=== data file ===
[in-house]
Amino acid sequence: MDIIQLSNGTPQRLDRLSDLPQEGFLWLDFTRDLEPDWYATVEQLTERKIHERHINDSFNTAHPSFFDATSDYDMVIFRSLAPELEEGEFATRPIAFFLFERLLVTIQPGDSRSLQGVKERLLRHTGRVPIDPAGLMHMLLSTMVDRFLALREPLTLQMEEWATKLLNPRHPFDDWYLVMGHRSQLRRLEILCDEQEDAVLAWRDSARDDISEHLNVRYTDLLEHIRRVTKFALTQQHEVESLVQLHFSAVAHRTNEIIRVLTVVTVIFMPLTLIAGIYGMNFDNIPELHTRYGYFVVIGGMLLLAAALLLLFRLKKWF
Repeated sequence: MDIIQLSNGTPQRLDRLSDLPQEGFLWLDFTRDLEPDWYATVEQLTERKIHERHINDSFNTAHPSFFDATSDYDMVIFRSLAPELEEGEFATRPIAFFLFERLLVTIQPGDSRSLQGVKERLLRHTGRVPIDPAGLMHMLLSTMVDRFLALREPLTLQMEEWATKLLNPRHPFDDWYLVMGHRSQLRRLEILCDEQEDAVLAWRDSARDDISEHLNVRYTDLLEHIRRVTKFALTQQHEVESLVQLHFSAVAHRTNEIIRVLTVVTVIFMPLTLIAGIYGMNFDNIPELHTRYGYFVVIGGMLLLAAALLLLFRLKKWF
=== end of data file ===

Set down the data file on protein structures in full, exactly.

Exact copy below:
[in-house]
Amino acid sequence: MDIIQLSNGTPQRLDRLSDLPQEGFLWLDFTRDLEPDWYATVEQLTERKIHERHINDSFNTAHPSFFDATSDYDMVIFRSLAPELEEGEFATRPIAFFLFERLLVTIQPGDSRSLQGVKERLLRHTGRVPIDPAGLMHMLLSTMVDRFLALREPLTLQMEEWATKLLNPRHPFDDWYLVMGHRSQLRRLEILCDEQEDAVLAWRDSARDDISEHLNVRYTDLLEHIRRVTKFALTQQHEVESLVQLHFSAVAHRTNEIIRVLTVVTVIFMPLTLIAGIYGMNFDNIPELHTRYGYFVVIGGMLLLAAALLLLFRLKKWF
Repeated sequence: MDIIQLSNGTPQRLDRLSDLPQEGFLWLDFTRDLEPDWYATVEQLTERKIHERHINDSFNTAHPSFFDATSDYDMVIFRSLAPELEEGEFATRPIAFFLFERLLVTIQPGDSRSLQGVKERLLRHTGRVPIDPAGLMHMLLSTMVDRFLALREPLTLQMEEWATKLLNPRHPFDDWYLVMGHRSQLRRLEILCDEQEDAVLAWRDSARDDISEHLNVRYTDLLEHIRRVTKFALTQQHEVESLVQLHFSAVAHRTNEIIRVLTVVTVIFMPLTLIAGIYGMNFDNIPELHTRYGYFVVIGGMLLLAAALLLLFRLKKWF